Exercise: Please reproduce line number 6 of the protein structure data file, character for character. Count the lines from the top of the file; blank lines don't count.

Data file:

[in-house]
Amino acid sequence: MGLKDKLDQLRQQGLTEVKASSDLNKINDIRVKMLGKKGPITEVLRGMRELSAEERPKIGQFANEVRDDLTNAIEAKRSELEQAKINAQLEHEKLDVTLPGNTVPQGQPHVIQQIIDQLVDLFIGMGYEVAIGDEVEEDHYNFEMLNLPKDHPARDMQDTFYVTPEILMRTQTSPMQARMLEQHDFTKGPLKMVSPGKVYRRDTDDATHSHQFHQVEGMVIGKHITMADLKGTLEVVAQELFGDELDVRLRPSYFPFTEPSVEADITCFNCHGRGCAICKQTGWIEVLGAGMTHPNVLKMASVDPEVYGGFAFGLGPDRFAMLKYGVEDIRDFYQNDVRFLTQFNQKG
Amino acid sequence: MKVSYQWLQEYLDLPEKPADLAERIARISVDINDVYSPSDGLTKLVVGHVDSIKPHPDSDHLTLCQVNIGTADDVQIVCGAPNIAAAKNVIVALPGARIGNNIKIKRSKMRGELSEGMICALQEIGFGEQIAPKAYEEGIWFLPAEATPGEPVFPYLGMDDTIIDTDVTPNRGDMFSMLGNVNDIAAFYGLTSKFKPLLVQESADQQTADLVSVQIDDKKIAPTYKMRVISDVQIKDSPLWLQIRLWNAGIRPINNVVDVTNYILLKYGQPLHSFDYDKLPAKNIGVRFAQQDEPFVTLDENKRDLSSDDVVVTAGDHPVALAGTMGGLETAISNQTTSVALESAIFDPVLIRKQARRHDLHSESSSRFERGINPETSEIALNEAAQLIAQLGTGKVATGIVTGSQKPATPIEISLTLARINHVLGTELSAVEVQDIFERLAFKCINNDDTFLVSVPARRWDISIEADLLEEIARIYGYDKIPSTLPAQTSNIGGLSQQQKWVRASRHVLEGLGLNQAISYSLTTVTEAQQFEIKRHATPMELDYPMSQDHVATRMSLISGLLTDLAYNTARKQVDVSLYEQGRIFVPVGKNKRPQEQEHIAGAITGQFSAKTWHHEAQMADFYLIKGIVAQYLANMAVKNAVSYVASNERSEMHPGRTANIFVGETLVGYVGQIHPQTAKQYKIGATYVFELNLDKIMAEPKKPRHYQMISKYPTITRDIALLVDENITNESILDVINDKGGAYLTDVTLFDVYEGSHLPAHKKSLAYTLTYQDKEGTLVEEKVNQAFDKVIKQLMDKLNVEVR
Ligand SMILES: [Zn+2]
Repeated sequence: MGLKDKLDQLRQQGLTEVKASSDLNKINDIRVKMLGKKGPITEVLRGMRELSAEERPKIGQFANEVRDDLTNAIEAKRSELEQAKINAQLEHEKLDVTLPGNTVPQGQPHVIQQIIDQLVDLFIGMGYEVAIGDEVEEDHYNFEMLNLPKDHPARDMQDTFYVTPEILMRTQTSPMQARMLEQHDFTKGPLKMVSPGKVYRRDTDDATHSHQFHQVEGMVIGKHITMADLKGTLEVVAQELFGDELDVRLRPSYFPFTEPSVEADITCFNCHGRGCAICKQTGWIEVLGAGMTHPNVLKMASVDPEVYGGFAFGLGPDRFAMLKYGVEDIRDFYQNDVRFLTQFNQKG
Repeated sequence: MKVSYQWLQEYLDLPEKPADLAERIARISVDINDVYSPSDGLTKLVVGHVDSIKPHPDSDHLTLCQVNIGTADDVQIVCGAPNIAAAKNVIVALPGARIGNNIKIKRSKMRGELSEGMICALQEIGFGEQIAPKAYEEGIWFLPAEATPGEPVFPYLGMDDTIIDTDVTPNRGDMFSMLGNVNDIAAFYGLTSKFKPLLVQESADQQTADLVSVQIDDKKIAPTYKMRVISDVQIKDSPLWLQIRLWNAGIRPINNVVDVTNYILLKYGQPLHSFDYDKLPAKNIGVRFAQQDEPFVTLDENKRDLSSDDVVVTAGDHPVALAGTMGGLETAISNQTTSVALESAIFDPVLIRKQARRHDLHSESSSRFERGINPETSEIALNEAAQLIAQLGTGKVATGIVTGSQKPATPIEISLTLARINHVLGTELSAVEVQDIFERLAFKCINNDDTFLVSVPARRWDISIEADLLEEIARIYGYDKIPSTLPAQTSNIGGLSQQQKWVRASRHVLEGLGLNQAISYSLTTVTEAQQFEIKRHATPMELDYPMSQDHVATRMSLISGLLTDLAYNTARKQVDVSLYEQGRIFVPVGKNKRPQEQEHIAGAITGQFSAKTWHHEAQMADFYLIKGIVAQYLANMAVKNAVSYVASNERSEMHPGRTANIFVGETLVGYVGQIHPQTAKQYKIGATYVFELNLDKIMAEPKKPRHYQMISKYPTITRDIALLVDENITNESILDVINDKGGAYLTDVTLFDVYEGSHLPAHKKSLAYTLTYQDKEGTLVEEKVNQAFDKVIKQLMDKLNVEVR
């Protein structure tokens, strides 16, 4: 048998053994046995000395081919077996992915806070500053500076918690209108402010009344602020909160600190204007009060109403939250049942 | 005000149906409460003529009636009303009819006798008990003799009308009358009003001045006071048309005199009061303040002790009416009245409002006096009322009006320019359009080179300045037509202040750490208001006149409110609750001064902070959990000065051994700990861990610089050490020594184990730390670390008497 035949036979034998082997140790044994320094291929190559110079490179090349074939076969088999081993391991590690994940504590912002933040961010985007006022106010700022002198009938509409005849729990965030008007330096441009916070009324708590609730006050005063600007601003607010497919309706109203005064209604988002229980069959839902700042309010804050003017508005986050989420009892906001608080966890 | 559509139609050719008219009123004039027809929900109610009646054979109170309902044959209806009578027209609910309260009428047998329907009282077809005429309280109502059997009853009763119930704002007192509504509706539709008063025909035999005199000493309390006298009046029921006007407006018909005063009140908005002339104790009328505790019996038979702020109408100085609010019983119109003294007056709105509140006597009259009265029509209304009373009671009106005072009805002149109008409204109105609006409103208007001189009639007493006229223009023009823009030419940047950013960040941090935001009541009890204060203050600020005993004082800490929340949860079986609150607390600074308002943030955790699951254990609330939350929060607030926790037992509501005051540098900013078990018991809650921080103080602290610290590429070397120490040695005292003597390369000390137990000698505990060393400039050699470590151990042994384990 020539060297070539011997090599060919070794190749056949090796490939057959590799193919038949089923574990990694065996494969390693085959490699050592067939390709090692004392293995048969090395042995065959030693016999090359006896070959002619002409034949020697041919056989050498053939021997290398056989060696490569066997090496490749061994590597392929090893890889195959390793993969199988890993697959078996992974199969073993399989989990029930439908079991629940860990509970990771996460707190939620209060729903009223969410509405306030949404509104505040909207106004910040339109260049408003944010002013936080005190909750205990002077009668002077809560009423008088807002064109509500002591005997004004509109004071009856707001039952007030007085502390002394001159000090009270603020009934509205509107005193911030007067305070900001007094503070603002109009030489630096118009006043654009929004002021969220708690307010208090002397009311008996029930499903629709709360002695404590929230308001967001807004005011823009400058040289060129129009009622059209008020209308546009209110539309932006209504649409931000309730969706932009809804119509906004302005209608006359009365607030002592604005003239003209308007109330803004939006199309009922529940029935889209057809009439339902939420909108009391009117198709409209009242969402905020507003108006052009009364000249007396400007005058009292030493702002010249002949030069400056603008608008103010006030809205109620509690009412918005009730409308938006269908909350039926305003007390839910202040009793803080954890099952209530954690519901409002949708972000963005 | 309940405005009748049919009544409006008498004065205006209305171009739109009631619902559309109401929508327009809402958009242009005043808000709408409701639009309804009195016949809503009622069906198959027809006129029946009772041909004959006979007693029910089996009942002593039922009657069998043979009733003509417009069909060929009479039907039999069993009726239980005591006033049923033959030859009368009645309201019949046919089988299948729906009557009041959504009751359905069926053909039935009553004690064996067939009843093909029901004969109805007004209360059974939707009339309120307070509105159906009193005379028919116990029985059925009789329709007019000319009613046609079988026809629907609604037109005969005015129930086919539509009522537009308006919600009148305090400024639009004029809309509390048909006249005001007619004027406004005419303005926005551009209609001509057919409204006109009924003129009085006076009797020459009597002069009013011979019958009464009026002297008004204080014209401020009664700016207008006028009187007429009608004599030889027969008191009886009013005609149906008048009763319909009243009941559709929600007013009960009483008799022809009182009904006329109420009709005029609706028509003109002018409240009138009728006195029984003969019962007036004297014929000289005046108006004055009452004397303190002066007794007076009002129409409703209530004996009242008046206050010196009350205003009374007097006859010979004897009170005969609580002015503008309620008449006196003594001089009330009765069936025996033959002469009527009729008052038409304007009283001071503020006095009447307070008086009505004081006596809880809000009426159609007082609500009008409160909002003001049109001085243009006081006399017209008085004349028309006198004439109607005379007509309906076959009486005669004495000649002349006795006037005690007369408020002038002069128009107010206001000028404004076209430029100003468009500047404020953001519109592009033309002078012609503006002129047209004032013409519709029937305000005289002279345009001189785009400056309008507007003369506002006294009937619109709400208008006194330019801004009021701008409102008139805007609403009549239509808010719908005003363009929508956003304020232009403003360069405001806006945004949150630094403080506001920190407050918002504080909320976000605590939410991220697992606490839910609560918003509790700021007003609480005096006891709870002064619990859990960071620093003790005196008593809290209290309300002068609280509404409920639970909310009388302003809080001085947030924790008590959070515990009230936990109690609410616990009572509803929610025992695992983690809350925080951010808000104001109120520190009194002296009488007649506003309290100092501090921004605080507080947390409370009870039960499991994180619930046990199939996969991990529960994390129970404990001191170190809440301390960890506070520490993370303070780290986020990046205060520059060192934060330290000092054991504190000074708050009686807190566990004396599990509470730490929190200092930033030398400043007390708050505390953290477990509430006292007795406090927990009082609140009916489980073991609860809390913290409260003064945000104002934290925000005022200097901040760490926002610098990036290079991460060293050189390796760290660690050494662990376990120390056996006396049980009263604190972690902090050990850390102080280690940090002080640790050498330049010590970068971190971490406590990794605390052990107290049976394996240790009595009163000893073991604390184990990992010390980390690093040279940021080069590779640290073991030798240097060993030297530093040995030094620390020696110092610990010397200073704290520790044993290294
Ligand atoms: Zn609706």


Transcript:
Repeated sequence: MKVSYQWLQEYLDLPEKPADLAERIARISVDINDVYSPSDGLTKLVVGHVDSIKPHPDSDHLTLCQVNIGTADDVQIVCGAPNIAAAKNVIVALPGARIGNNIKIKRSKMRGELSEGMICALQEIGFGEQIAPKAYEEGIWFLPAEATPGEPVFPYLGMDDTIIDTDVTPNRGDMFSMLGNVNDIAAFYGLTSKFKPLLVQESADQQTADLVSVQIDDKKIAPTYKMRVISDVQIKDSPLWLQIRLWNAGIRPINNVVDVTNYILLKYGQPLHSFDYDKLPAKNIGVRFAQQDEPFVTLDENKRDLSSDDVVVTAGDHPVALAGTMGGLETAISNQTTSVALESAIFDPVLIRKQARRHDLHSESSSRFERGINPETSEIALNEAAQLIAQLGTGKVATGIVTGSQKPATPIEISLTLARINHVLGTELSAVEVQDIFERLAFKCINNDDTFLVSVPARRWDISIEADLLEEIARIYGYDKIPSTLPAQTSNIGGLSQQQKWVRASRHVLEGLGLNQAISYSLTTVTEAQQFEIKRHATPMELDYPMSQDHVATRMSLISGLLTDLAYNTARKQVDVSLYEQGRIFVPVGKNKRPQEQEHIAGAITGQFSAKTWHHEAQMADFYLIKGIVAQYLANMAVKNAVSYVASNERSEMHPGRTANIFVGETLVGYVGQIHPQTAKQYKIGATYVFELNLDKIMAEPKKPRHYQMISKYPTITRDIALLVDENITNESILDVINDKGGAYLTDVTLFDVYEGSHLPAHKKSLAYTLTYQDKEGTLVEEKVNQAFDKVIKQLMDKLNVEVR